Just Give Me Moments
Santiago Travel Blog› entry 41 of 115 › view all entries
Singer, intellectual and all-round Sheffieldian legend, Jarvis Cocker, once wrote about love: "It's not all chocolate boxes and roses, it's dirtier than that..." He could just as easily have been talking about travelling. Whilst traipsing through South America, I've had my chocolate boxes (Iguazu Falls, Torres del Paine) and roses, (Salar de Uyuni, Machu Picchu) but for each of these, there has been a corresponding period of time spent either doing nothing, or having something bad happen - dirty time, if you will.
I think, on balance, I've had a worse time of it than most people who venture down here in terms of robberies etc. But despite this, I'll look back on my time in South America with great fondness, and chalk the bad times up to experience. To do otherwise seems a bit pointless and ungrateful.
Tonight I'll be flying, via New Zealand, to Fiji and from there, on to Asia. This is something I'm happy about, ready for. I feel that I've done justice to the South American countries I've passed through; I've tried to absorb a bit of culture and learn from and about the locals along the way, but I'm not naive or arrogant enough to suggest that I understand how they live.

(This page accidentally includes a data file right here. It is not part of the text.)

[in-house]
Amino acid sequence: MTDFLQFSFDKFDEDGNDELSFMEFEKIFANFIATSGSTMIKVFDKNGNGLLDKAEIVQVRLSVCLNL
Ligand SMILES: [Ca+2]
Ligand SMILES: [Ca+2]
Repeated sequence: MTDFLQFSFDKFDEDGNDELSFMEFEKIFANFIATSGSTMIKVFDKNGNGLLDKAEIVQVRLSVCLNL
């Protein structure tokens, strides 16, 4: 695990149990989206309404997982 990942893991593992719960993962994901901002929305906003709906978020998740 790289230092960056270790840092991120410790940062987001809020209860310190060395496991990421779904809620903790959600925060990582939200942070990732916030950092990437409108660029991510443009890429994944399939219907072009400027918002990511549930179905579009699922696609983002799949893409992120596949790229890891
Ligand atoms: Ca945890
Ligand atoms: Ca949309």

This particularly applies to the indigenous people of the Andean countries whose lives are utterly unlike my own. I only dipped the end of a toe into those cultural waters, but it was enough to see that, although we may be very different, the principal values remain the same: family, friendship, pride and humour hold even more relevance than they do back in the UK. It`s plain to see here that when people have less in material wealth, the bonds between them are stronger.
Anyway, enough hippy-style banter - I'll revert to type and give you the lowdown on my favourite moments of the last five months. Some are good, others bad, but they are all memorable for one reason or other:
The first fabulous week of the trip when Andy and I sped around the north west of the country, leaping on and off buses, dugout canoes, trucks etc. to get to and from Playa de Oro, a remote community set in the rainforest. I have never felt I was winging it as much as that week in my entire life. We struggled with our Spanish, even with a phrase book, but it just made it feel more like a genuine adventure. I loved it.